Racist Suspect Wisconsin Governor Rewards White Guards Who Were Fired for Excessive Force at Youth Prison with Cash Payments

From [HERE] For the second and third times, Gov. Scott Walker’s administration has given cash settlements to guards who it determined had used excessive force on juvenile inmates, state records show.

The payoffs — including one totaling $9,000 — were reached as the FBI continues a criminal investigation of Lincoln Hills School for Boys and Copper Lake School for Girls, which share a campus 30 miles north of Wausau. The Milwaukee Journal Sentinel last year reported officials at the prison complex trained staff improperly, failed to preserve video evidence, didn't document serious incidents and often shirked their duty to report matters to parents, police and social service agencies.

State Sen. Jon Erpenbach (D-Middleton) said he wants the Walker administration to explain why it is cutting deals after disciplining employees.

"Either they had a weak case going in or they had a strong case but they suddenly lost their backbone," he said. "Neither one is good."

The two most recent payments follow a $6,000 settlement reached in October with former guard Scott McKenna, who was fired after other guards said they saw him push a 15-year-old girl against a wall with his hand on her neck.

Newly released video from a hallway surveillance camera shows McKenna storming into the girl’s room and hurling blankets and a mattress into the hall as his co-workers look on. The video does not show McKenna’s interactions with the inmate or what happens in the cell.

At the time of the incident, the Lincoln County Sheriff’s Department recommended that prosecutors charge McKenna with child abuse and strangulation. More than two years later, they have not decided whether to do that.

The most recent settlement, for $9,000, went to Travis Taves, a former guard with the nickname Iceman who was fired in January 2016 for using unjustified force on two juvenile inmates.

Taves said he had planned to work at Lincoln Hills for another 20 years but agreed to the settlement so he could move on with his life after being put on paid leave for a year and then fired.

"I believe it should have been a lot more than that ($9,000) because of the pain and suffering it caused in my family life," Taves said. "It was wrongful termination, and I was a scapegoat."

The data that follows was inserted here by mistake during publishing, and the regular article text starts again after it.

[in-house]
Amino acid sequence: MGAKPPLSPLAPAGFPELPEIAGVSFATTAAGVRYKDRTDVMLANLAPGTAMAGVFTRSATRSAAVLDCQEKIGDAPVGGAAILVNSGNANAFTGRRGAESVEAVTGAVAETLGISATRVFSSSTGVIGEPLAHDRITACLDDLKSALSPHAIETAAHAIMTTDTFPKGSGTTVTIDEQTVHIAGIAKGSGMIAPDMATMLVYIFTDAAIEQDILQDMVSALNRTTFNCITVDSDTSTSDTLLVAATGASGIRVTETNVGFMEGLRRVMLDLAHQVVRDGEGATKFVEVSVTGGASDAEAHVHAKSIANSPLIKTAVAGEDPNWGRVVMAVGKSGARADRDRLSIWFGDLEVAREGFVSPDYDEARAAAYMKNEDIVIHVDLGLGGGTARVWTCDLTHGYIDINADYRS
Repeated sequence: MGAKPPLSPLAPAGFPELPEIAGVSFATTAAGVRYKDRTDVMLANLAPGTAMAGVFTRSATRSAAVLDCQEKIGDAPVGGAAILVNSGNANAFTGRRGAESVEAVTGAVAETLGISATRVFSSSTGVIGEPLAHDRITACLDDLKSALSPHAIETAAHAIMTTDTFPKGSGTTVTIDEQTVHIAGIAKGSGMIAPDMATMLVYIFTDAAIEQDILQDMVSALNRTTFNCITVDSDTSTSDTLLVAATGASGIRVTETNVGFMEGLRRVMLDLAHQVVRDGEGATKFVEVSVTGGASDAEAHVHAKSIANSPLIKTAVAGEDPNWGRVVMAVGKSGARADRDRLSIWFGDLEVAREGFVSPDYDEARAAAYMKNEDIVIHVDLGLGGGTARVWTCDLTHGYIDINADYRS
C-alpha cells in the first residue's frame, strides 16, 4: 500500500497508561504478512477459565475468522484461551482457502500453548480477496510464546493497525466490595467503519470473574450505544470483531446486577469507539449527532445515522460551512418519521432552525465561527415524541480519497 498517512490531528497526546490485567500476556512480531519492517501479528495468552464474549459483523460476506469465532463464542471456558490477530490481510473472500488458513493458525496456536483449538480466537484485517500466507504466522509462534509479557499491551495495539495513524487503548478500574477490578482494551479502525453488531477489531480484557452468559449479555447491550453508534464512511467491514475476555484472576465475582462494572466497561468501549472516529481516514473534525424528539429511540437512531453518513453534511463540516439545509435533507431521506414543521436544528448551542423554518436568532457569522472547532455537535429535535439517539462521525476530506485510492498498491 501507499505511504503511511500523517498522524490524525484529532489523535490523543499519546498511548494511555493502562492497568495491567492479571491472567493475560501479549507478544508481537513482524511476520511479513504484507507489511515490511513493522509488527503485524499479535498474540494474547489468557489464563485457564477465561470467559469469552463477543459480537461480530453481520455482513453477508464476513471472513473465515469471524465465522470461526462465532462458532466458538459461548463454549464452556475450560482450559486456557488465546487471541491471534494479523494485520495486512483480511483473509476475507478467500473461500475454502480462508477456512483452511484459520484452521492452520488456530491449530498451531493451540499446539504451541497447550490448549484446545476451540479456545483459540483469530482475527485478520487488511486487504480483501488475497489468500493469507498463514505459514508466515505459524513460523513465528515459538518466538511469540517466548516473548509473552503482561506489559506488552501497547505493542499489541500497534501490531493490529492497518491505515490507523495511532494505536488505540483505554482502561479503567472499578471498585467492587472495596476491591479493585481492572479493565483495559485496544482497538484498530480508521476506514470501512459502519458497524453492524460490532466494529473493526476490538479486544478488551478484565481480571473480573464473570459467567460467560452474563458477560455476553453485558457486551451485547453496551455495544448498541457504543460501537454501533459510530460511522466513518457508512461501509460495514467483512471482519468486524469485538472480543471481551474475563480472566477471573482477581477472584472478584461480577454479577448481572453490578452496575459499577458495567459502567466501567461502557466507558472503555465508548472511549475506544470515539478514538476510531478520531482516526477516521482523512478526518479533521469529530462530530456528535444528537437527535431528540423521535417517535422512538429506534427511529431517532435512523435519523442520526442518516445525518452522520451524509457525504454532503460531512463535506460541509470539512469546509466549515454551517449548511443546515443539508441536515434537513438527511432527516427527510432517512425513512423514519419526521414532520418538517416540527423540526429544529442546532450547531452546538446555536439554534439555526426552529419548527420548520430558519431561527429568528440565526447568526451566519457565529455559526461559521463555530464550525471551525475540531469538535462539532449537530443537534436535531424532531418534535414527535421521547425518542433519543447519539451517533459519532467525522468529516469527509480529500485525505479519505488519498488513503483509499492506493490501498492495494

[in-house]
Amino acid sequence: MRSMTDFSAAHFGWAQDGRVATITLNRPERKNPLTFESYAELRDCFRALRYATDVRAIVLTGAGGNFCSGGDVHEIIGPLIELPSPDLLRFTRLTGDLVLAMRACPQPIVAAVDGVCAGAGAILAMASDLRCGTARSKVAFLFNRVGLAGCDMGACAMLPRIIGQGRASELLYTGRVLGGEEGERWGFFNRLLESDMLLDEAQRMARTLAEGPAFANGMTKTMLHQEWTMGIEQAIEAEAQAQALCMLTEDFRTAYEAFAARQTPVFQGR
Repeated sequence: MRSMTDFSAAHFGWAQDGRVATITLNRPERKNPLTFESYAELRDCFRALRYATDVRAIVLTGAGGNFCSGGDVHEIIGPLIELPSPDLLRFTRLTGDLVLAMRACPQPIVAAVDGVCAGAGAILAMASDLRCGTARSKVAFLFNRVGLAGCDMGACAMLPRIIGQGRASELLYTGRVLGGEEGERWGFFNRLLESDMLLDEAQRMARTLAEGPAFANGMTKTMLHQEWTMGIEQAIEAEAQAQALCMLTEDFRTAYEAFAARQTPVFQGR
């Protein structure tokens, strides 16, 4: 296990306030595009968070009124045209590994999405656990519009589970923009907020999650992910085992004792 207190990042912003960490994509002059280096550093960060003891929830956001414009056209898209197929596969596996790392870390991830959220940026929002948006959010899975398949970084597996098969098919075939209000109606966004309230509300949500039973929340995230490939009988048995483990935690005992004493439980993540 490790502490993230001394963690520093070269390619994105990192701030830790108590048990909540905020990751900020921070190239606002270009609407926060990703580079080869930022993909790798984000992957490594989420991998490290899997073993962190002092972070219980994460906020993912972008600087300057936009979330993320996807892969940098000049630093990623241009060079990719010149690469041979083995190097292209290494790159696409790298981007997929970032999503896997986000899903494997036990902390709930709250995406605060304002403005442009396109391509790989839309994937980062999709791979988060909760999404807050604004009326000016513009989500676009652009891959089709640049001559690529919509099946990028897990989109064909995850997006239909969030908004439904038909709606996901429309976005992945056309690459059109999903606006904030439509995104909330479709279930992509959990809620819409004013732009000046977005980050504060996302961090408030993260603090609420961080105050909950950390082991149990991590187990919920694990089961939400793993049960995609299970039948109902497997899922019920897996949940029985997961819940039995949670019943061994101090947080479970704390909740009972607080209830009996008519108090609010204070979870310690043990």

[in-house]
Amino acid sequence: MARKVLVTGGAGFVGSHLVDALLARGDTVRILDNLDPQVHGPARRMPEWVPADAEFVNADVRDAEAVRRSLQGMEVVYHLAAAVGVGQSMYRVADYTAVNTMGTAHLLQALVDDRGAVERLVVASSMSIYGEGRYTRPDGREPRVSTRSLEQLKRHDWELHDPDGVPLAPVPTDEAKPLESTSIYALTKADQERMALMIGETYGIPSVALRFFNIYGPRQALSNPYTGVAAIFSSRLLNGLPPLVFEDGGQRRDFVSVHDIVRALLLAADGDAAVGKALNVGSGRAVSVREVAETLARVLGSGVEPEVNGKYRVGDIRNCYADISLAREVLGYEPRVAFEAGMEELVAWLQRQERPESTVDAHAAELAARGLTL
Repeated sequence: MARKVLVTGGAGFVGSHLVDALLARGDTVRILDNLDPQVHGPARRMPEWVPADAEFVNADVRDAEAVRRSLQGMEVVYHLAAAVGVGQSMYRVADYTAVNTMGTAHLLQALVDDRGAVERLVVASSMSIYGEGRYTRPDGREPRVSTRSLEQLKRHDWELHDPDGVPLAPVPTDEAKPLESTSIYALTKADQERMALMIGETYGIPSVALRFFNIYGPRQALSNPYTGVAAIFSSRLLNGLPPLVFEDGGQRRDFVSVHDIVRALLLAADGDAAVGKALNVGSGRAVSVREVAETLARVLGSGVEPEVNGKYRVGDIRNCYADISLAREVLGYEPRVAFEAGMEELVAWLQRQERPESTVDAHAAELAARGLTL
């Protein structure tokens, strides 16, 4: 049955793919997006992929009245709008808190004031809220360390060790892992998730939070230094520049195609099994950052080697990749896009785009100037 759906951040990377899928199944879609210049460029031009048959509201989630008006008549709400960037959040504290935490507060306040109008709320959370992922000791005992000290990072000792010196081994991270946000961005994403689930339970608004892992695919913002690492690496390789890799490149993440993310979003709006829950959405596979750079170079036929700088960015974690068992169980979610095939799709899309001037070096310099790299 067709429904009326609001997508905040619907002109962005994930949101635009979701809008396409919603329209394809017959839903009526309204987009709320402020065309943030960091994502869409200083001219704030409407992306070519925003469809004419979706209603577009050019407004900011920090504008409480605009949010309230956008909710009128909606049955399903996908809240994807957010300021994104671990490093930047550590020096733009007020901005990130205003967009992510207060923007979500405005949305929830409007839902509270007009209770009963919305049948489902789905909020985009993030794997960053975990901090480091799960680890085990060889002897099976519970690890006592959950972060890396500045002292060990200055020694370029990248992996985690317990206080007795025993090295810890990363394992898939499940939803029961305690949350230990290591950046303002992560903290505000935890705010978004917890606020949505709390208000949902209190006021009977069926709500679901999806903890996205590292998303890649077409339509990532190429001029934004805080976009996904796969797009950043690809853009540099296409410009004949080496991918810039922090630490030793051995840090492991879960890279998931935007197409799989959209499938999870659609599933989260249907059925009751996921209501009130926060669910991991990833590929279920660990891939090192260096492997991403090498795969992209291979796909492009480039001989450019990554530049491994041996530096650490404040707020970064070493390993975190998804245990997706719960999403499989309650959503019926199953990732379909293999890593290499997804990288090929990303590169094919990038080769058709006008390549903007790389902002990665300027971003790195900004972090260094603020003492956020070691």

Under the other recent settlement, supervisor Kyle Hoff had a five-day suspension reversed and was given about $1,100 in back pay. Hoff had been disciplined for three incidents, including one where he walked on a low-lying bed frame while a teen inmate was under it.

Hoff, who continues to work at Lincoln Hills, did not return a phone call for this article.

Department of Corrections spokesman Tristan Cook said he could not discuss specific settlement agreements, but noted they are often designed to prevent costly litigation and ensure fired employees do not return to work at the department.

“DOC will hold staff accountable for their actions and will continue to hold staff to the highest standards of integrity and responsibility,” Cook said in a written statement.

State Rep. Evan Goyke (D-Milwaukee) scoffed at the notion that Lincoln Hills employees were being held responsible for their actions. The payoffs could worsen morale at an institution that has struggled with staff shortages, he said.

“How would you respond if you were the worker next to that guy (who got a settlement)? What kind of deterrent is that sending to everyone else at that institution?” Goyke asked.

The settlements come a year after Walker signed a law aimed at making it easier to discipline public employees and protect taxpayers. But the new civil service system did not go into full effect until September — after the three Lincoln Hills employees were fired or suspended.

"They were still playing under the old rules," said Sen. Roger Roth (R-Appleton), one of the sponsors of the law rewriting employment policies.